Unterpremstaetten, Austria—No need to tell this audience of the damage which lightning does to systems, circuits, and people. While good design practices, carefully placed suppression devices, and use of common sense by people can help minimize the damage, it would still be very useful to know when lightning is approaching and how far away it is.
To date, this has required relatively large, costly box-like instruments, but austriamicrosystems plans to change the situation radically with their AS3935 Franklin Lighting Sensor IC (named for Benjamin Franklin and his lightning experiments, of course), which they say is the first IC to perform this function. This tiny, low-power component, supported by a few small passives and a microcontroller for management and user interface, will enable lightning-detector key fobs, personal and portable warning instruments (GPS, fish finders, golf accessories), plus larger installations in networks, smart grids, and power systems.
The AS3935 Franklin Lighting Sensor IC from austriamicrosystems
uses an analog front end plus embedded algorithms
to sense the approach of lighting and the distance.
Unlike simplistic detectors which suffer from false alarms, the device uses a magnetic-field sensing coil as part of its RF receiver to detect the electrical emissions from lighting up to 40 km away down to 1 km. It assesses the distance not by signal strength alone but by analysis of the waveform itself using proprietary, integrated algorithms, based on standard meteorological survey patterns and data. As a consequence, it is not "fooled" by local disturbances such as microwave ovens, nearby motors, or similar transient sources, noted Johnsy Varghese, marketing manager, which soon makes people turn off any warnings (literally and figuratively).
[An aside: one of the nicest "do-it-yourself" projects for novice electronic hobbyists appeared in April 2002 QST (amateur radio), "A Lightning Detector for the Shack," (sorry, not online for non-subscribers). It uses four low-end transistors, some non-critical passive components, a 2.5V flashlight bulb, and 3V supply, and has no layout challenges. However, it is susceptible to false alarms, since it has no intelligent signal-processing algorithms; it is an all-analog circuit.]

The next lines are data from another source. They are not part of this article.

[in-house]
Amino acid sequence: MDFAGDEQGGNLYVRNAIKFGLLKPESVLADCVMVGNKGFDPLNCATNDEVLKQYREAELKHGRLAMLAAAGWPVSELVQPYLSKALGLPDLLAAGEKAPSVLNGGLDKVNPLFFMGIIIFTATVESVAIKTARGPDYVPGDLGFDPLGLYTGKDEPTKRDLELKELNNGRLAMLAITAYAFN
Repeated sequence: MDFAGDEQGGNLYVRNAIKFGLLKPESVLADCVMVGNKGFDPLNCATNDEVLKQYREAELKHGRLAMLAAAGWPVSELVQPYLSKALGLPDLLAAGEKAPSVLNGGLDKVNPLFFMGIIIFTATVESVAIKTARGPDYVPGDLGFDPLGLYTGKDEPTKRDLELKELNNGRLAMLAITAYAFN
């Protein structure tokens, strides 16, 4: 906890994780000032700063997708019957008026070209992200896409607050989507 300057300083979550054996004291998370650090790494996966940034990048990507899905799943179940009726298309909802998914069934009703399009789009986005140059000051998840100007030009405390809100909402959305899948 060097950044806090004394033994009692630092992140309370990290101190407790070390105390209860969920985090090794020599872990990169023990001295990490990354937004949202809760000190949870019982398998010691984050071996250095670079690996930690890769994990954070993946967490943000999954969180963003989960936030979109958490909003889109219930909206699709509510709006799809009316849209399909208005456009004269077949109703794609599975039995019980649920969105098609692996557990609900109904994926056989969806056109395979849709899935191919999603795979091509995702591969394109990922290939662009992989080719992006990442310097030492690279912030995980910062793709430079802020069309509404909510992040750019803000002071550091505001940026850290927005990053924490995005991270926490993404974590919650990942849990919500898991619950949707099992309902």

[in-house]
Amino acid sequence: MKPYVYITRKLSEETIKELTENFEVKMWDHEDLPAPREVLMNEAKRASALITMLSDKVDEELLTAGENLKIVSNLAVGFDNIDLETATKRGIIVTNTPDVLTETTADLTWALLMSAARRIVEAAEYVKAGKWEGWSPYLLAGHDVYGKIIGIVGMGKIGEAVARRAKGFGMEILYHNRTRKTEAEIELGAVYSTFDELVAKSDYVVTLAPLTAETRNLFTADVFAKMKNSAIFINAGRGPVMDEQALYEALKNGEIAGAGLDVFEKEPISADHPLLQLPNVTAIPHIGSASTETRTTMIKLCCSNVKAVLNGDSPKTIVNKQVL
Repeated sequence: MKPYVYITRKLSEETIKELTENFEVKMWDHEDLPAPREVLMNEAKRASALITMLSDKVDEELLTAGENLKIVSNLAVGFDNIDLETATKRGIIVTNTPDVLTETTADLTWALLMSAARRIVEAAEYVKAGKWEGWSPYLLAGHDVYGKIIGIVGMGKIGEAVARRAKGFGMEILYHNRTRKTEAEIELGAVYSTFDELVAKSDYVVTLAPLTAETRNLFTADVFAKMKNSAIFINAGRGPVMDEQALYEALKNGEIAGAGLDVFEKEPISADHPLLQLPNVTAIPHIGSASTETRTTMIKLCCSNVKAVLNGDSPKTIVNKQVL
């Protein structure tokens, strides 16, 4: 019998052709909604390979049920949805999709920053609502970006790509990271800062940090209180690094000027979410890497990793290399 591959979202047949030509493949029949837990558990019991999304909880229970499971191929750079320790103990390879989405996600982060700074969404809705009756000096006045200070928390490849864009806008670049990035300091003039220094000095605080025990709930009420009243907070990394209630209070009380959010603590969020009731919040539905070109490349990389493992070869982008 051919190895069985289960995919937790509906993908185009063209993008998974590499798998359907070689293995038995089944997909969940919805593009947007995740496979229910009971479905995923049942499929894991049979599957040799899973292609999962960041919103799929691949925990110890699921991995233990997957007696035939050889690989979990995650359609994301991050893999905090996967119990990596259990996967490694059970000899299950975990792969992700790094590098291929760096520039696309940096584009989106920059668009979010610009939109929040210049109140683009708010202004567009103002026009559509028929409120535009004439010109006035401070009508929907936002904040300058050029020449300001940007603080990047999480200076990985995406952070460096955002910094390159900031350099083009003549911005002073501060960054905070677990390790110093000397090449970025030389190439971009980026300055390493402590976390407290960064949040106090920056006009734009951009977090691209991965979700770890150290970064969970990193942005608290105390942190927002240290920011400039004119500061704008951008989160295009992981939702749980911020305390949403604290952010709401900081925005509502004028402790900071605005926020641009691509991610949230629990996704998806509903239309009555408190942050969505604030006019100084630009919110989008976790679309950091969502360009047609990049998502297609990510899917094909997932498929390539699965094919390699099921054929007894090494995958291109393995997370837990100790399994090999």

The 4×4 mm, 2.4 to 5.5V AS3935 is a power miser, too, with drain of just 60 µA in listening mode (where it will be most of the time). It needs seven passive components needed, and has I2C and SPI ports for interface to the support microcontroller (MCU)—all signal-analysis algorithms are embed within the AS3935 and do not require any processing effort by the low-end MCU. Further, an automatic antenna-tuning mode reduces the tolerance constraints on the front end components and eases manufacturing concerns.
Within the AS3935, the output of the analog signal-conditioning circuitry
is analyzed by integrated waveform-analysis algorithms,
based on standard models and data.
Products such as this, which measure unusual physical occurrences, always raise the question: "so, how do you know it actually does what you claim it does?" In this case, the vendor has done field trials in Finland and at the Florida Institute of Technology (Florida Tech), one of the world's leading centers for lighting research, and tests are now underway in South Africa. Field data was compared to data from the National Lightning Detection Network, and has been designed and tested for both cloud-to-ground and cloud-to-cloud lightning, as well (many existing instruments only detect the former).
Pricing, support, and availability: the AS3935, in a 16-lead MLPQ package, is $3.55 (1,000 pieces) and is sampling now. An evaluation kit consisting of an evaluation module, a lightning-emulation unit (you do have to have that, right?), and a thumb drive with GUI, and hardware and software design files, is also available.
For more information: Go to http://www.austriamicrosystems.com/Lightning-Sensor/AS3935.